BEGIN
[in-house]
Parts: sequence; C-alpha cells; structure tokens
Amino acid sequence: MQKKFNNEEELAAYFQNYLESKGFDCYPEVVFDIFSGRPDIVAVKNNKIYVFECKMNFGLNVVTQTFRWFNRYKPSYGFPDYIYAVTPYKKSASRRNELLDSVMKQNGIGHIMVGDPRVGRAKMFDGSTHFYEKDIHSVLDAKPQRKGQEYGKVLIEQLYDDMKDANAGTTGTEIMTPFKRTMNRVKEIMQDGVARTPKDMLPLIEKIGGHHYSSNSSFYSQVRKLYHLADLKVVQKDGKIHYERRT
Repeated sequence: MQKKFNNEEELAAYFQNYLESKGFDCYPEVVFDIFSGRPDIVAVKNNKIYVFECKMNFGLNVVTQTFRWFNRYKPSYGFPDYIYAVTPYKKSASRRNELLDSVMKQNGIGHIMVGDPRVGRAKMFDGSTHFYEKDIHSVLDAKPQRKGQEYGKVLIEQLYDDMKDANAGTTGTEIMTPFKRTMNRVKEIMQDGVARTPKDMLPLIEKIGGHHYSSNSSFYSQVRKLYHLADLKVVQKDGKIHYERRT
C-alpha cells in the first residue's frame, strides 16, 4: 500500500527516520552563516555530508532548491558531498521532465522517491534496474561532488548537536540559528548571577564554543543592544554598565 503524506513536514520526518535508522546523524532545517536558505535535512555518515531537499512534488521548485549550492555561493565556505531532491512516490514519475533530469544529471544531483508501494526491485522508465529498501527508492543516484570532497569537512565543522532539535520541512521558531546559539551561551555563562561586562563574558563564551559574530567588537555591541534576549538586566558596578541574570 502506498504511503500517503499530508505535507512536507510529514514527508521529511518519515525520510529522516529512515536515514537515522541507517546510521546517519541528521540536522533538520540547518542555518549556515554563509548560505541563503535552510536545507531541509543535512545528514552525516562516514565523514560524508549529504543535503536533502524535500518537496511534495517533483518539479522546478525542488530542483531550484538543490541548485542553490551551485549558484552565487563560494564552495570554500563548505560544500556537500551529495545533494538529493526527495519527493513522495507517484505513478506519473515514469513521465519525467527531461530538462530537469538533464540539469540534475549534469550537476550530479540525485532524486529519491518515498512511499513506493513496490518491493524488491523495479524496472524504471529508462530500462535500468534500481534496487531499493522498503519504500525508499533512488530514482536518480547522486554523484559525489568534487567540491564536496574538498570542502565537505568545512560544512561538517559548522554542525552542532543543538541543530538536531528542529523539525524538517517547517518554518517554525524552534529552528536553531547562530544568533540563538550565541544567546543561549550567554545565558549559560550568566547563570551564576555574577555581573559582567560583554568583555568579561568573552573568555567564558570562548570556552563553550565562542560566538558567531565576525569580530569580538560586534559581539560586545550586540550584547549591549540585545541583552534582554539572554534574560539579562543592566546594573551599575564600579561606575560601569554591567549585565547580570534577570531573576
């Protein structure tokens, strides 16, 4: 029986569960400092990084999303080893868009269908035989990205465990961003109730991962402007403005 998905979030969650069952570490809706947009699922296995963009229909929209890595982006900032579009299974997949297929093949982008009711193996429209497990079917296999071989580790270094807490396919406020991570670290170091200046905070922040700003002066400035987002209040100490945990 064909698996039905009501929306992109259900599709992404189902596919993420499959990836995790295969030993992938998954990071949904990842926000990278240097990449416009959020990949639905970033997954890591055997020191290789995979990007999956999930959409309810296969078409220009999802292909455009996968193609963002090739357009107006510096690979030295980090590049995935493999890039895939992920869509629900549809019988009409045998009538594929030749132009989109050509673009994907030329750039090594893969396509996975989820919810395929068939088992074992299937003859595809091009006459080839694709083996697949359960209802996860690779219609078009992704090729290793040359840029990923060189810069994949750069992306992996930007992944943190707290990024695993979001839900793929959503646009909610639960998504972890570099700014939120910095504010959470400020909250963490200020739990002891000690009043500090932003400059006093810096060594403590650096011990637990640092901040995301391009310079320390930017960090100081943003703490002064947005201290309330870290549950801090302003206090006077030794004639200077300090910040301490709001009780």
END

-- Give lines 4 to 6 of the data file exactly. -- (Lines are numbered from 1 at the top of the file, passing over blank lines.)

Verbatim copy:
Repeated sequence: MQKKFNNEEELAAYFQNYLESKGFDCYPEVVFDIFSGRPDIVAVKNNKIYVFECKMNFGLNVVTQTFRWFNRYKPSYGFPDYIYAVTPYKKSASRRNELLDSVMKQNGIGHIMVGDPRVGRAKMFDGSTHFYEKDIHSVLDAKPQRKGQEYGKVLIEQLYDDMKDANAGTTGTEIMTPFKRTMNRVKEIMQDGVARTPKDMLPLIEKIGGHHYSSNSSFYSQVRKLYHLADLKVVQKDGKIHYERRT
C-alpha cells in the first residue's frame, strides 16, 4: 500500500527516520552563516555530508532548491558531498521532465522517491534496474561532488548537536540559528548571577564554543543592544554598565 503524506513536514520526518535508522546523524532545517536558505535535512555518515531537499512534488521548485549550492555561493565556505531532491512516490514519475533530469544529471544531483508501494526491485522508465529498501527508492543516484570532497569537512565543522532539535520541512521558531546559539551561551555563562561586562563574558563564551559574530567588537555591541534576549538586566558596578541574570 502506498504511503500517503499530508505535507512536507510529514514527508521529511518519515525520510529522516529512515536515514537515522541507517546510521546517519541528521540536522533538520540547518542555518549556515554563509548560505541563503535552510536545507531541509543535512545528514552525516562516514565523514560524508549529504543535503536533502524535500518537496511534495517533483518539479522546478525542488530542483531550484538543490541548485542553490551551485549558484552565487563560494564552495570554500563548505560544500556537500551529495545533494538529493526527495519527493513522495507517484505513478506519473515514469513521465519525467527531461530538462530537469538533464540539469540534475549534469550537476550530479540525485532524486529519491518515498512511499513506493513496490518491493524488491523495479524496472524504471529508462530500462535500468534500481534496487531499493522498503519504500525508499533512488530514482536518480547522486554523484559525489568534487567540491564536496574538498570542502565537505568545512560544512561538517559548522554542525552542532543543538541543530538536531528542529523539525524538517517547517518554518517554525524552534529552528536553531547562530544568533540563538550565541544567546543561549550567554545565558549559560550568566547563570551564576555574577555581573559582567560583554568583555568579561568573552573568555567564558570562548570556552563553550565562542560566538558567531565576525569580530569580538560586534559581539560586545550586540550584547549591549540585545541583552534582554539572554534574560539579562543592566546594573551599575564600579561606575560601569554591567549585565547580570534577570531573576
């Protein structure tokens, strides 16, 4: 029986569960400092990084999303080893868009269908035989990205465990961003109730991962402007403005 998905979030969650069952570490809706947009699922296995963009229909929209890595982006900032579009299974997949297929093949982008009711193996429209497990079917296999071989580790270094807490396919406020991570670290170091200046905070922040700003002066400035987002209040100490945990 064909698996039905009501929306992109259900599709992404189902596919993420499959990836995790295969030993992938998954990071949904990842926000990278240097990449416009959020990949639905970033997954890591055997020191290789995979990007999956999930959409309810296969078409220009999802292909455009996968193609963002090739357009107006510096690979030295980090590049995935493999890039895939992920869509629900549809019988009409045998009538594929030749132009989109050509673009994907030329750039090594893969396509996975989820919810395929068939088992074992299937003859595809091009006459080839694709083996697949359960209802996860690779219609078009992704090729290793040359840029990923060189810069994949750069992306992996930007992944943190707290990024695993979001839900793929959503646009909610639960998504972890570099700014939120910095504010959470400020909250963490200020739990002891000690009043500090932003400059006093810096060594403590650096011990637990640092901040995301391009310079320390930017960090100081943003703490002064947005201290309330870290549950801090302003206090006077030794004639200077300090910040301490709001009780």